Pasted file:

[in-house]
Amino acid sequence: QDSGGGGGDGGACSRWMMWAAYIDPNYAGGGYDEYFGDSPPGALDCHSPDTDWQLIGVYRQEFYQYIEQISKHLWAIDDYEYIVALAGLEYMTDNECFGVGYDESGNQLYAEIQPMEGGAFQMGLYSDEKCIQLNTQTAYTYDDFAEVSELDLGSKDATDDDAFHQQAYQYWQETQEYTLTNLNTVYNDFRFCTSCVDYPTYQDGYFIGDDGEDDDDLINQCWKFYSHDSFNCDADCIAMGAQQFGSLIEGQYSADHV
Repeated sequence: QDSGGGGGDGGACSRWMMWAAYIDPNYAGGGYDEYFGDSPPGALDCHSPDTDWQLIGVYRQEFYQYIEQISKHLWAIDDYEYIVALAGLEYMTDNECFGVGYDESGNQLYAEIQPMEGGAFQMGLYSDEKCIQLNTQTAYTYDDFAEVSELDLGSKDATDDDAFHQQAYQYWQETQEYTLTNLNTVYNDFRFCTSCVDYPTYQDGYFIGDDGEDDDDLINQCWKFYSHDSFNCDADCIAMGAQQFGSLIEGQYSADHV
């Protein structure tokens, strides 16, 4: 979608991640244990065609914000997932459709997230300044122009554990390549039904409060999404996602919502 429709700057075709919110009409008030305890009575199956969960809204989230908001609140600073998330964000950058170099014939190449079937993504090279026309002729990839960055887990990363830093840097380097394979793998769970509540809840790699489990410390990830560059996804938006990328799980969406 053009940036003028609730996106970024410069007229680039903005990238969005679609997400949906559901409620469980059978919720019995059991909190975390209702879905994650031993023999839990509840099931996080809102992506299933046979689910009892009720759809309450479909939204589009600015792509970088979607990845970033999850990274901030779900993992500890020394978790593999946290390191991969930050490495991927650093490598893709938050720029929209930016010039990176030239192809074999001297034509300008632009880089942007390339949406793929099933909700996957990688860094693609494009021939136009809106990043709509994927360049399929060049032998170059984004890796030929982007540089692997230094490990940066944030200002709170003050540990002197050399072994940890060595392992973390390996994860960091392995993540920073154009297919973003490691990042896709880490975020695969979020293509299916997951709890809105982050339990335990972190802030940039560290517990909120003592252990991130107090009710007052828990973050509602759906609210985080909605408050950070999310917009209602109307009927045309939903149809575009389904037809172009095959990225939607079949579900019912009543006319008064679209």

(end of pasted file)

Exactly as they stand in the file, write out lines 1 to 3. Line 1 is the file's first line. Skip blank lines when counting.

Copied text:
[in-house]
Amino acid sequence: QDSGGGGGDGGACSRWMMWAAYIDPNYAGGGYDEYFGDSPPGALDCHSPDTDWQLIGVYRQEFYQYIEQISKHLWAIDDYEYIVALAGLEYMTDNECFGVGYDESGNQLYAEIQPMEGGAFQMGLYSDEKCIQLNTQTAYTYDDFAEVSELDLGSKDATDDDAFHQQAYQYWQETQEYTLTNLNTVYNDFRFCTSCVDYPTYQDGYFIGDDGEDDDDLINQCWKFYSHDSFNCDADCIAMGAQQFGSLIEGQYSADHV
Repeated sequence: QDSGGGGGDGGACSRWMMWAAYIDPNYAGGGYDEYFGDSPPGALDCHSPDTDWQLIGVYRQEFYQYIEQISKHLWAIDDYEYIVALAGLEYMTDNECFGVGYDESGNQLYAEIQPMEGGAFQMGLYSDEKCIQLNTQTAYTYDDFAEVSELDLGSKDATDDDAFHQQAYQYWQETQEYTLTNLNTVYNDFRFCTSCVDYPTYQDGYFIGDDGEDDDDLINQCWKFYSHDSFNCDADCIAMGAQQFGSLIEGQYSADHV